1) Barrel distortion: When you’re operating at wider angles, you can get barrel distortion (think “fisheye” effect), which can be a bit problematic. Shooting in RAW and using something like Adobe Lightroom can fix this problem in post-processing.

    2) Sharpness: You want to be sure that you’re shooting with a macro lens that is capable of giving you a sharp, focused shot across the entire field of view. If you’re shooting with a lens that isn’t wide enough and isn’t set up for some kind of macro photography, you risk ending up with the center of your image in focus and the edges all blurry.

    All of that said, I was still VERY happy to have my iPad 2 with me. I used the camera for some general reference shots (e.g., of the box), where fine detail wasn’t critical. The real benefit of the iPad was that I was able to catalogue and annotate photos (using the photo numbers on my camera) alongside my notes on the iPad. I did an initial write-up after my first day in the archives here: http://darrel.enck-wanzer.com/2011/05/18/day-2-first-day-actually-researching-2/. I’ve been stalling on finishing my post-archive write-up on using the iPad and other tech on an archive trip.

    I hope that helps answer some questions about this process. The bottom line is: I think it’s a VERY bad idea to plan to rely on an iPad 2 for archival photography. An iPhone 4 might work alright (and I have lawyer friends who use them for legal research all the time); but your best bet is a good quality camera and lens capable of macro photography to ensure edge-to-edge focus at a moderate aperture setting. The iPad’s a great tool, but not for photography.

    ~Darrel (Twitter: denckwanzer)

    • June 20, 2011

      Darrel,

      Thanks for this very detailed response on your archival photo strategies. I have a hand-me-down iPhone 1 which I’ve occasionally used for quick-and-dirty photos of something I was reading and wanted to remember, but I wouldn’t use it for a full day’s run of archival materials. OTOH, some of the newer HTC smartphones have 8+ megapixel cameras and seem to take pretty good pictures; I’d be curious what kinds of results people are getting out of those.

      Also, it’s probably worth pointing out that “good quality” depends on one’s standards and what one’s shooting. Some of my images taken with an older Coolpix are marginal-quality because I was working with low light levels and couldn’t use my monopod in particular libraries. But, because the source items tend to be typescript early-20th-century items (rather than, say, 18th century manuscripts in fading ink), they’re usually readable when I zoom in with my computer.

      What, specifically, was poor-quality about the archive images you took with the iPad 2?

      • June 20, 2011

        Shane,

        The thing that was unsatisfactory to me was the lack of detail/sharpness in the photo of un-/poorly-preserved newsprint from the 60s/70s. I think that some sharp text on white letter-sized paper might turn out okay; but if I was in that much of a pinch, I’d trust my sharp 5MP iPhone 4 over my iPad without thinking twice. Here’s a snapshot I took of a page with my iPad: http://flic.kr/p/9VoY4u. You can see from the photo that the big bold text on this half-page is pretty clear. The regular type, however, is totally unreadable.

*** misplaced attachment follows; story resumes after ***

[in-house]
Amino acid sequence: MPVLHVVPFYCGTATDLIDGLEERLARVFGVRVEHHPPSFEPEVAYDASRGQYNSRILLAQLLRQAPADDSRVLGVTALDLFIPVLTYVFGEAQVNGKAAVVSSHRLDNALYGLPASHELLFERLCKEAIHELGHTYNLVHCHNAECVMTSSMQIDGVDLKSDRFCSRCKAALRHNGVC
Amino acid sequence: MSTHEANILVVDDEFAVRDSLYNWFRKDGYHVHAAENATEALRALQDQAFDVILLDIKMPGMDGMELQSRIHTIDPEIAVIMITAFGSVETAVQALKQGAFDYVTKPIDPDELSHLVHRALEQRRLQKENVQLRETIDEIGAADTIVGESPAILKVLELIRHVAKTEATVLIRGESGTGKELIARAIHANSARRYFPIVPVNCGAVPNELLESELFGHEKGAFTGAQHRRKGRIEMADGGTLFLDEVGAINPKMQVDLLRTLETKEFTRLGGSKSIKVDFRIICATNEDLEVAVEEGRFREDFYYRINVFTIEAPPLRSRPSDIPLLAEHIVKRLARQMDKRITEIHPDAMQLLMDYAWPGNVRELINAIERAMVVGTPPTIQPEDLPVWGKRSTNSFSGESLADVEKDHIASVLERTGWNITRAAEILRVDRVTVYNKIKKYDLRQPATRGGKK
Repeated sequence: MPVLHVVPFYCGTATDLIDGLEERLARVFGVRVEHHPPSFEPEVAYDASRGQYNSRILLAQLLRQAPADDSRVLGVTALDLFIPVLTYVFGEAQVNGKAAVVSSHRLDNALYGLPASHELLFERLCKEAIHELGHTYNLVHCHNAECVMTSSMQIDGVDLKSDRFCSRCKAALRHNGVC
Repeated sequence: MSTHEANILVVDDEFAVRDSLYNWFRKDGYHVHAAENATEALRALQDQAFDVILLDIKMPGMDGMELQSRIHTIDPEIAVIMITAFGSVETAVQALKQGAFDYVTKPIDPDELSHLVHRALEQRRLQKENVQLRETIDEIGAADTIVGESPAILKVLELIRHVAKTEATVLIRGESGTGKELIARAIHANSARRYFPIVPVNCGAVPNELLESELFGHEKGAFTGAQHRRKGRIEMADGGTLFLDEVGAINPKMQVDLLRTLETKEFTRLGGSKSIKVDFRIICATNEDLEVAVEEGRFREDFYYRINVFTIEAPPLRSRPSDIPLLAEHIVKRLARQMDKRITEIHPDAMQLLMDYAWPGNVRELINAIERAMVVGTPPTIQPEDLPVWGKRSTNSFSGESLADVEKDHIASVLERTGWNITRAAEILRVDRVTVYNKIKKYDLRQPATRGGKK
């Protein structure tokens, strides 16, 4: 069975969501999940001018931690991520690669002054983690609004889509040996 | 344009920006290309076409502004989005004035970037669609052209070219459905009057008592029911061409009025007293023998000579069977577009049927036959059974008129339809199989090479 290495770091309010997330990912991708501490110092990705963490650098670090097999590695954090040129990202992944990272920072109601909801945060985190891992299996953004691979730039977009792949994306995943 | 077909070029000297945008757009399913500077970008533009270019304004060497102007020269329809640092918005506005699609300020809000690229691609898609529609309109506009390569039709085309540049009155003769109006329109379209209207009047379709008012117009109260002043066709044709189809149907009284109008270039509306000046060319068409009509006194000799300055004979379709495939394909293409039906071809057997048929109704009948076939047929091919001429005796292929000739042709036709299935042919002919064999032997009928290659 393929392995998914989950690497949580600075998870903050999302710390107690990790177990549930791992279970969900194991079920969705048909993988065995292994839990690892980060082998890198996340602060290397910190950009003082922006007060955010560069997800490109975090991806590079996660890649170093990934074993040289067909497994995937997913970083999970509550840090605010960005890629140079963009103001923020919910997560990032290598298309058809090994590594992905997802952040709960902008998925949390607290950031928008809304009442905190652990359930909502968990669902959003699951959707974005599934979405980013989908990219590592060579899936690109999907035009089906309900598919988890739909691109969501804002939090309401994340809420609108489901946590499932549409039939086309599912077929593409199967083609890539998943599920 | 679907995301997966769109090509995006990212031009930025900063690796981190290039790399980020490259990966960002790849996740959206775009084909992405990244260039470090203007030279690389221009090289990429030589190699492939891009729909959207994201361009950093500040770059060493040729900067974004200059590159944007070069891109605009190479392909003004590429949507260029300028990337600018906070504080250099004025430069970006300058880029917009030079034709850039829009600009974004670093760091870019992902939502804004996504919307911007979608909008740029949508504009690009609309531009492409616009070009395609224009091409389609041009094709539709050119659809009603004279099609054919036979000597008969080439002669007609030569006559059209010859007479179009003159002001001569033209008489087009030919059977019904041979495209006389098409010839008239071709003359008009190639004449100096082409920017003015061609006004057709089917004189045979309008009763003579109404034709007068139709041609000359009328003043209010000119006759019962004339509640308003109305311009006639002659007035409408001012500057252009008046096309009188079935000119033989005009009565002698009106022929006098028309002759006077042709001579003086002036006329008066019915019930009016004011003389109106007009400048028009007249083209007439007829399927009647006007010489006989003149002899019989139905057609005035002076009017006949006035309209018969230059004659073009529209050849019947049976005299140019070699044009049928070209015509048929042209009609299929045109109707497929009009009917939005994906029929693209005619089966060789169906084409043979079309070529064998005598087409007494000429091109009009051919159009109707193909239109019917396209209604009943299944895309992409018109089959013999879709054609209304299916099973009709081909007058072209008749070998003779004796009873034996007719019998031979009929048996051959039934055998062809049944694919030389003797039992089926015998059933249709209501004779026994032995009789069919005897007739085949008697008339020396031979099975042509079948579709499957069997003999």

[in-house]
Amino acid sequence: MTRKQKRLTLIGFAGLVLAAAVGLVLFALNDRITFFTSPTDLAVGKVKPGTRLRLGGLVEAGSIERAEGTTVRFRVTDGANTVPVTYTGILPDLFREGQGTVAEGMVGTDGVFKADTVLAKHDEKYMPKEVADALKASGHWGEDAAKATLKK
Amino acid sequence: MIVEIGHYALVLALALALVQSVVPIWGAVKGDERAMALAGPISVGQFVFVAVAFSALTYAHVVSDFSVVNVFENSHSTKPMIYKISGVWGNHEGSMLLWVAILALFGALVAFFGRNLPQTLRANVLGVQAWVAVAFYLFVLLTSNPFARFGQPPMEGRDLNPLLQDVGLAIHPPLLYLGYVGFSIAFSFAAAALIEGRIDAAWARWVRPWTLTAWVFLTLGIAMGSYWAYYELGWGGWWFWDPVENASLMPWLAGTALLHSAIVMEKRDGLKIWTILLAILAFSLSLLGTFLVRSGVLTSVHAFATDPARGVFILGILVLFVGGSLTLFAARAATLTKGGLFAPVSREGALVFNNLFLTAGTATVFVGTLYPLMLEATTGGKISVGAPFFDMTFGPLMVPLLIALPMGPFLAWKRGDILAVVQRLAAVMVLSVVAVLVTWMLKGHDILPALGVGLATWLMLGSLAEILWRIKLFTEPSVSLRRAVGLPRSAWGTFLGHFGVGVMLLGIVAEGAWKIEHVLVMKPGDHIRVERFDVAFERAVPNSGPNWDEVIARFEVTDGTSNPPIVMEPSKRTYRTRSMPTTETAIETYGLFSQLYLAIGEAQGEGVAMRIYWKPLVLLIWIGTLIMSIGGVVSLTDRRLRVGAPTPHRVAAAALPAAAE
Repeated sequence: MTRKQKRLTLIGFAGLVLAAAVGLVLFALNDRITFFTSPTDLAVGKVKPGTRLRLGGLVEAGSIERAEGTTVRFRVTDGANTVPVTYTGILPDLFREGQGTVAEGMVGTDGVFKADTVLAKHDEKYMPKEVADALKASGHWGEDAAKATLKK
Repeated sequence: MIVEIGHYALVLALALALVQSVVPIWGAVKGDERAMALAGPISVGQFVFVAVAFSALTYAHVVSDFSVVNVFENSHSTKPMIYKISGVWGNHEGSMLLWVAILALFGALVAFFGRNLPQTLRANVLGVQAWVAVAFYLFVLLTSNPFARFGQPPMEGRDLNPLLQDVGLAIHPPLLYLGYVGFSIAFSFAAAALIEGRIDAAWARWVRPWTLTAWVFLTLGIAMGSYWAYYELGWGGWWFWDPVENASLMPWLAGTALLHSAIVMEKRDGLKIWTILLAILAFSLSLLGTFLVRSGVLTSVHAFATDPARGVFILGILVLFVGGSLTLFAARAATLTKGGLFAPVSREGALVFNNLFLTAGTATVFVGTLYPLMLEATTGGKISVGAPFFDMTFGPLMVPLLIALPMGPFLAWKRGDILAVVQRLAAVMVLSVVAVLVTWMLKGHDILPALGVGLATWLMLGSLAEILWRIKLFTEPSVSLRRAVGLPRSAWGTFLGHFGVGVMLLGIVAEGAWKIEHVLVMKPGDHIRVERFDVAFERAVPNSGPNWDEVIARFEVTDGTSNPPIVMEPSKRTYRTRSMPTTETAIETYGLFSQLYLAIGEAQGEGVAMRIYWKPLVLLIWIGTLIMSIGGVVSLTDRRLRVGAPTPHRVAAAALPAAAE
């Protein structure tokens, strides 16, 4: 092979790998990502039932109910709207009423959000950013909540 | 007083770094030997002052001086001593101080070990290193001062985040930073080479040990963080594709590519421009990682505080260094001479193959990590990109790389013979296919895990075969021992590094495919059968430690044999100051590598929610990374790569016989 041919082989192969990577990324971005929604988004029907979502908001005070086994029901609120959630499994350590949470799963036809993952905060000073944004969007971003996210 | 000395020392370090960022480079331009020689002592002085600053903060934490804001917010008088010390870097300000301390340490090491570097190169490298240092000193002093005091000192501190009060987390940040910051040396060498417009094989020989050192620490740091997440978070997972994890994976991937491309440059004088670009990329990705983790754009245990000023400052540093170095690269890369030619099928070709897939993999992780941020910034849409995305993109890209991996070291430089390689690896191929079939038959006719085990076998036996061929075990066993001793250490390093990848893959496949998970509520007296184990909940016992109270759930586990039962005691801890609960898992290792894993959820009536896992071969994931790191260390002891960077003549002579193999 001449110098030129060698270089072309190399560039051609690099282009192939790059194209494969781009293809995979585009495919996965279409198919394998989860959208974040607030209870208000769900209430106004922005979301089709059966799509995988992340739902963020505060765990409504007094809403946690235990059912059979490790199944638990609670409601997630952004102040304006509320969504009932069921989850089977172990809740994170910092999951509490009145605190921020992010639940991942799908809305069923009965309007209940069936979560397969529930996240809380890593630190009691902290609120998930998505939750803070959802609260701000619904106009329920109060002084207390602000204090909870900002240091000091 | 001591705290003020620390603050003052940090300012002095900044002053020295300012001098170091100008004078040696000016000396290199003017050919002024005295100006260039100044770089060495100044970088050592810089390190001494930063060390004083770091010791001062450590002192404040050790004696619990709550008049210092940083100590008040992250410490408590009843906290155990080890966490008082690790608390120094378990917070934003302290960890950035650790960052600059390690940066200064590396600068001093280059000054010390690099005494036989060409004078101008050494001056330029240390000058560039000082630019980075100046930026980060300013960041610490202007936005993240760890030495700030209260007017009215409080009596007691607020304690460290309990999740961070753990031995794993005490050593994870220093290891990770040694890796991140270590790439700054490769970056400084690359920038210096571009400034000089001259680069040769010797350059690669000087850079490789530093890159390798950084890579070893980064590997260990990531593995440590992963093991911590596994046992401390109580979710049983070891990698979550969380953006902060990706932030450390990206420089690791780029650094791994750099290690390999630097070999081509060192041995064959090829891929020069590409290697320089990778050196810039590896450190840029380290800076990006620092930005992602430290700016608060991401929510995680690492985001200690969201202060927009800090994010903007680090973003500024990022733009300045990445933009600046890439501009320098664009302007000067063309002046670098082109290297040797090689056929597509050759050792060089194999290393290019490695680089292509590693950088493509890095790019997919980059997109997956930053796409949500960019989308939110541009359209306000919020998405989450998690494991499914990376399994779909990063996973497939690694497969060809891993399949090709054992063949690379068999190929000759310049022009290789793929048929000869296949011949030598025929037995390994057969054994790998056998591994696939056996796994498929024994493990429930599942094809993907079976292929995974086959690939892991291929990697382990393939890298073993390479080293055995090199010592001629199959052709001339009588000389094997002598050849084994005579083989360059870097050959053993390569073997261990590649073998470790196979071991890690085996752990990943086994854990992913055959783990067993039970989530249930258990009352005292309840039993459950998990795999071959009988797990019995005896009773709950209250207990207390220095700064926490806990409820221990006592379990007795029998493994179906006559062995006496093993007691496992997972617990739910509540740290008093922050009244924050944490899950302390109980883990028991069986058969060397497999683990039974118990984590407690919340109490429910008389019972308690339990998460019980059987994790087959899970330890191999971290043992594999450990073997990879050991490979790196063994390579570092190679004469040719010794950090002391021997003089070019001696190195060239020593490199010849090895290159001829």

Compare that photo to an un-edited (aside from the conversion to JPG), poorly composed, and slightly unfocused photo that I took with my camera while at the Tamiment (whose lighting is beyond bad): http://flic.kr/p/9VpabG. With 60 seconds in Lightroom, I could crop, color correct for their awful lights, straighten my crooked grip, fix my lens’ pincushioning, and sharpen up that text. Or I could just throw it into Acrobat as-is and OCR it.

        Granted, it’s hardly a fair comparison. But, if you’re banking your research on a photo, why take a knife to a gunfight? (Dang … Texas is rubbing off on me.) I think the quality of the iPad 2 camera is good enough for a casual snapshot, but not good enough for anything important.

        Now if they put a 5MP or better (ideally 8MP) camera in the next iPad, it’ll be a KILLER archival appliance.

        Hope that helps. ~d.

  2. Harun Kucuk permalink
    June 21, 2011

    I was also going to say, there are a couple of nice apps (Camscanner and Genius Scan) that turn your photos into PDFs. You can then upload the files to Evernote or Dropbox from within the app, so there is no risk of losing your research. As someone working with early modern printed books, I have found this setup to be ideal. Rare books libraries are often more lenient about letting you take pictures of their material. iPhone’s camera works better than any other that I have seen. I have even ditched my point and shoot. I think it’s the chip and the software that makes iPhone’s camera so good.

    I have recently taken pictures of a folio volume with the iPhone4. As long as you let it focus for a second, the pictures come out very nicely in regular library lighting conditions; no mount necessary. For those interested, there is a new macro lens attachment called Owle Bubo. I doubt anyone would buy that attachment except for us working in the archives. You can mount your iPhone with Bubo, and place the phone on a regular tripod, quadropod or monopod.